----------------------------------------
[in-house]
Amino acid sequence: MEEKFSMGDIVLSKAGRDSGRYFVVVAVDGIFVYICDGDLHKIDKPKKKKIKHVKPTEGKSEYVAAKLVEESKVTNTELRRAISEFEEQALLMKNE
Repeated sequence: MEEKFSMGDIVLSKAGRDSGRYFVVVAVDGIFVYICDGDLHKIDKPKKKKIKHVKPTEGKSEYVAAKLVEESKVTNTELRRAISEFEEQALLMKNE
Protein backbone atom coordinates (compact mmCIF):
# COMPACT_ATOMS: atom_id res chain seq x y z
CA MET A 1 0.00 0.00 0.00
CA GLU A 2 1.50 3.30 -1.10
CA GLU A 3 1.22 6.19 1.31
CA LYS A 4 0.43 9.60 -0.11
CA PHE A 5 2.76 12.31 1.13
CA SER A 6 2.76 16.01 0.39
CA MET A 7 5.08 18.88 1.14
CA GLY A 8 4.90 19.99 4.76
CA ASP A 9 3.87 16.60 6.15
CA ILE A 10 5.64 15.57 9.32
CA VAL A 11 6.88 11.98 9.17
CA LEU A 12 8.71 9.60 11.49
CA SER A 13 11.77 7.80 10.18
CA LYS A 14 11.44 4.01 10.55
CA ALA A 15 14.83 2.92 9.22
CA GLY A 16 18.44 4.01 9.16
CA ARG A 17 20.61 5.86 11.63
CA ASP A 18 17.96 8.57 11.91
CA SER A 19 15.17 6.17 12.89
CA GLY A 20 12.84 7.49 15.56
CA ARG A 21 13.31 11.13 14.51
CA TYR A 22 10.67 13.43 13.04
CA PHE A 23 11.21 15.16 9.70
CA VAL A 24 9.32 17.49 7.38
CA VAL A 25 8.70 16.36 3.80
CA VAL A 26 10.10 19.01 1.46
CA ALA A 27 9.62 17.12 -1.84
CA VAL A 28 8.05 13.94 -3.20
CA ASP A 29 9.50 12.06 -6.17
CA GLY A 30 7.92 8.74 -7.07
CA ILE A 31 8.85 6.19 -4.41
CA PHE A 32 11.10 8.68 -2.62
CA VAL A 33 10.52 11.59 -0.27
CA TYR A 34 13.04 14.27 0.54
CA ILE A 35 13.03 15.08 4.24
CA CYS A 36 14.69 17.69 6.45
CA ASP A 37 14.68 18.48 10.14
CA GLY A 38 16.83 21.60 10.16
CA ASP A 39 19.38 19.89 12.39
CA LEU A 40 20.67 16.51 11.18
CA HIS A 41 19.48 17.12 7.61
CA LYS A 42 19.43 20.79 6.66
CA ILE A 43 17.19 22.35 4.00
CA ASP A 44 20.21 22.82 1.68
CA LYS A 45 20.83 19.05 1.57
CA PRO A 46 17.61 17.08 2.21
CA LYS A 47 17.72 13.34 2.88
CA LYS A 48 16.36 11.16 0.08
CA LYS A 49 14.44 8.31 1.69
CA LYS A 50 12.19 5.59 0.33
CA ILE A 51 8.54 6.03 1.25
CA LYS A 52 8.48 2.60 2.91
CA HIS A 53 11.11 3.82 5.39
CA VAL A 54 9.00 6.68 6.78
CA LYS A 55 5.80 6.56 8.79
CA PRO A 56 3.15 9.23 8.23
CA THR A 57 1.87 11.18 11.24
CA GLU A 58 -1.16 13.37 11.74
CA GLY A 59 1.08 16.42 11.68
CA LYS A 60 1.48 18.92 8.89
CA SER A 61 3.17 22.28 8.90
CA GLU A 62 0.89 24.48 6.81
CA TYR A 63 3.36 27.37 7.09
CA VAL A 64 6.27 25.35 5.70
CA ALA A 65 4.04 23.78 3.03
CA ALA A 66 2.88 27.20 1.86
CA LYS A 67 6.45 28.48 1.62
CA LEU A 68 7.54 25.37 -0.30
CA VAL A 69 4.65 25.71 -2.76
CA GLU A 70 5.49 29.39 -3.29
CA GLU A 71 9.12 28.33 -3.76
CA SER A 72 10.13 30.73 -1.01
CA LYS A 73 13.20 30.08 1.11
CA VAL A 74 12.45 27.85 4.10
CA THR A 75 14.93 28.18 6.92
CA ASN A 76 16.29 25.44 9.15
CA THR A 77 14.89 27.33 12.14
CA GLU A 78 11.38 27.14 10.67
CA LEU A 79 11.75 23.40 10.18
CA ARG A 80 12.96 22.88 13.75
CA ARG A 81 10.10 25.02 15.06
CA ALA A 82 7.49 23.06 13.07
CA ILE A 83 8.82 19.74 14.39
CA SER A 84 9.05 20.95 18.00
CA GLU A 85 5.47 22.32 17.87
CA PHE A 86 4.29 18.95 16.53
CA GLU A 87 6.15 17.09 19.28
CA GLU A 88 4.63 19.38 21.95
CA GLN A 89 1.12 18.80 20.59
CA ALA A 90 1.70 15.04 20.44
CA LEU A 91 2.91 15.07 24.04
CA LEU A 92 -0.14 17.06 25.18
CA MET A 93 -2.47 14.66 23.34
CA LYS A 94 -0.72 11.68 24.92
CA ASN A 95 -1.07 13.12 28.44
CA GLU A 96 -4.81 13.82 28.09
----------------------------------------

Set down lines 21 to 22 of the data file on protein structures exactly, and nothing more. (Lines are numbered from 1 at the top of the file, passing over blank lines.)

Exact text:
CA GLY A 16 18.44 4.01 9.16
CA ARG A 17 20.61 5.86 11.63